Idaho’s attorney general has added his support for Nevada in a recent court filing as the state tries to carry out its first execution since 2006.
Drug maker Alvogen has sued the state of Nevada and temporarily stopped the execution of Scott Raymond Dozier. The company claims state officials illegally bought midazolam, a sedative it makes, which has been used as part of a new lethal injection cocktail.
Advocates for repealing the death penalty argue midazolam has contributed to "botched executions" as states scramble to find different drugs to replace long-used ingredients. Several years ago, the European Union banned the export of these drugs if they're used to carry out a death sentence.
Idaho Attorney General Lawrence Wasden recently joined 14 other states in writing a friend of the court brief supporting Nevada. They say pharmaceutical companies shouldn’t be able to file these last-minute lawsuits, calling it a "guerilla war against the death penalty."
The group of states also argue these types of lawsuits are being used to stall for time as more and more manufacturers have forbidden corrections officials in the U.S. from using their drugs to carry out the death penalty. They say companies don't have to permanently block an execution to find an "end-run" around capital punishment.
"Instead, they merely have to result in an injunction preventing a state from carrying out an execution on the scheduled date. And that alone might delay an execution long enough that a state’s drugs could expire."
But Alvogen says it has no opinion on the death penalty. In its original complaint, the company says it specifically contacted officials in states that still carry out executions earlier this year, telling them it would not sell midazolam for non-therapeutic purposes.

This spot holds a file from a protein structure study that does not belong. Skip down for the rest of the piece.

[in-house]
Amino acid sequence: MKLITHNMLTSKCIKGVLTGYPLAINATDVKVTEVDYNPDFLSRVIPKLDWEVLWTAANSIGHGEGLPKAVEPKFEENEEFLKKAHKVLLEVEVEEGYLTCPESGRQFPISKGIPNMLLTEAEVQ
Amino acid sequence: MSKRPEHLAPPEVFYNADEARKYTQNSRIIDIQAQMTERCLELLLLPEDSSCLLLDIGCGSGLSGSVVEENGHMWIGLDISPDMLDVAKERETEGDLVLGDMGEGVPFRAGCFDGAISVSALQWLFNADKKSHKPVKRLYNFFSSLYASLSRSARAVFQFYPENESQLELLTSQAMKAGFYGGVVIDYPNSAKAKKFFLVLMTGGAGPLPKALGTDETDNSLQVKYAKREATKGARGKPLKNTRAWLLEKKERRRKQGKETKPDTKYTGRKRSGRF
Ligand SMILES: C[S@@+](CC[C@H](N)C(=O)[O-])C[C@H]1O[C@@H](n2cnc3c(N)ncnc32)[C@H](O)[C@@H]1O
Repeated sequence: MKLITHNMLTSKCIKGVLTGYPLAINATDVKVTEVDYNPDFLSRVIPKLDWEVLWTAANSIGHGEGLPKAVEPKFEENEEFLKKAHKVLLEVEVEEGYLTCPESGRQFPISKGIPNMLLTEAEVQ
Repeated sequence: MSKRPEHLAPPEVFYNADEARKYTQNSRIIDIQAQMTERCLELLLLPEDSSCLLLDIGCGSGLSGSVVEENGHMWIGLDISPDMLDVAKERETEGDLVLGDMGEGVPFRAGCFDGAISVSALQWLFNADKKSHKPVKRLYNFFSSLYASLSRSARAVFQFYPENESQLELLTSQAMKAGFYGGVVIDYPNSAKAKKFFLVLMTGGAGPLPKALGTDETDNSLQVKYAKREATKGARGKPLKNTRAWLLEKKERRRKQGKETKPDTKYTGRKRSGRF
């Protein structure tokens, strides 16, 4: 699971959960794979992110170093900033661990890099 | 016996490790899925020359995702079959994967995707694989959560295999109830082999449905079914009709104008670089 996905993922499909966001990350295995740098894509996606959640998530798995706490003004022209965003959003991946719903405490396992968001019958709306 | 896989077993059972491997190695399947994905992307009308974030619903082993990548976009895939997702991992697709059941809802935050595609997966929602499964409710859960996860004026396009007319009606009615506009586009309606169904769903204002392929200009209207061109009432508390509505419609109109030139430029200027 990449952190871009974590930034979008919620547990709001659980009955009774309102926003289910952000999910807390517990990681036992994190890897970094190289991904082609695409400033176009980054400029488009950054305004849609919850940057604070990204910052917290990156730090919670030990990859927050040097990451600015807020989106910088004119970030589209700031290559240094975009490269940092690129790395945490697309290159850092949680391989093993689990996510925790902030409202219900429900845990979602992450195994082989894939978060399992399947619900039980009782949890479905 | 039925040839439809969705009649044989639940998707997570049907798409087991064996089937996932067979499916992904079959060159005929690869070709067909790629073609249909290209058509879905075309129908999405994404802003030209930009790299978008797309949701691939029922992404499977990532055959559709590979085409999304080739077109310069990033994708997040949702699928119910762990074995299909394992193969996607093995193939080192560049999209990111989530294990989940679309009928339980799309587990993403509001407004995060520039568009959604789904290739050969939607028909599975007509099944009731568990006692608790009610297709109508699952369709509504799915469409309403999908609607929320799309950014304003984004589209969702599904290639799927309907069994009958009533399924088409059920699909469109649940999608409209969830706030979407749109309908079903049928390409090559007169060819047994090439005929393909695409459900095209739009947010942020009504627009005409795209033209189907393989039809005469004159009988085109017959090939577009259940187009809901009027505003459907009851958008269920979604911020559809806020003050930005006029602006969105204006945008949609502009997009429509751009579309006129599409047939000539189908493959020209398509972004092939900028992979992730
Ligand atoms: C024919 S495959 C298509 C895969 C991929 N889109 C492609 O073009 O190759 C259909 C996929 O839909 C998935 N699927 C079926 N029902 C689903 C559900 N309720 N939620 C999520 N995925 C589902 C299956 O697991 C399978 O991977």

"This pharmaceutical company really has no obligation to sell their drugs to anyone they don’t want to sell it to," says Shaakirrah Sanders, a professor with the University of Idaho's College of Law.
Sanders, also an ACLU of Idaho board member, says as long as there’s no federal requirement to supply these drugs, companies can block states from buying it for the use of executions.
“Whatever tomfoolery has happened from states in the past, I think, it’s going to be very difficult moving forward to continue those activities in order to obtain these drugs.”
In signing on to the brief, she notes Wasden is showing his support for Nevada -- it doesn't necessarily signal the state's intent to make similar purchases of these drugs. A spokesperson for the attorney general declined to comment for this story.
It's unclear what drugs Idaho currently has in stock to carry out an execution. None are scheduled for any of the nine people who currently sit on death row. Idaho has executed only three people since 1977.
State officials are currently fighting an order to release drug inventory records after Sander's colleague, Aliza Cover, and the ACLU of Idaho, sued the state Department of Correction. ACLU lawyers in that case say they've received some records, but that they were "heavily redacted" and incomplete. They expect a decision by the end of August.
A Nevada judge will hear arguments on the Alvogen case in mid-September.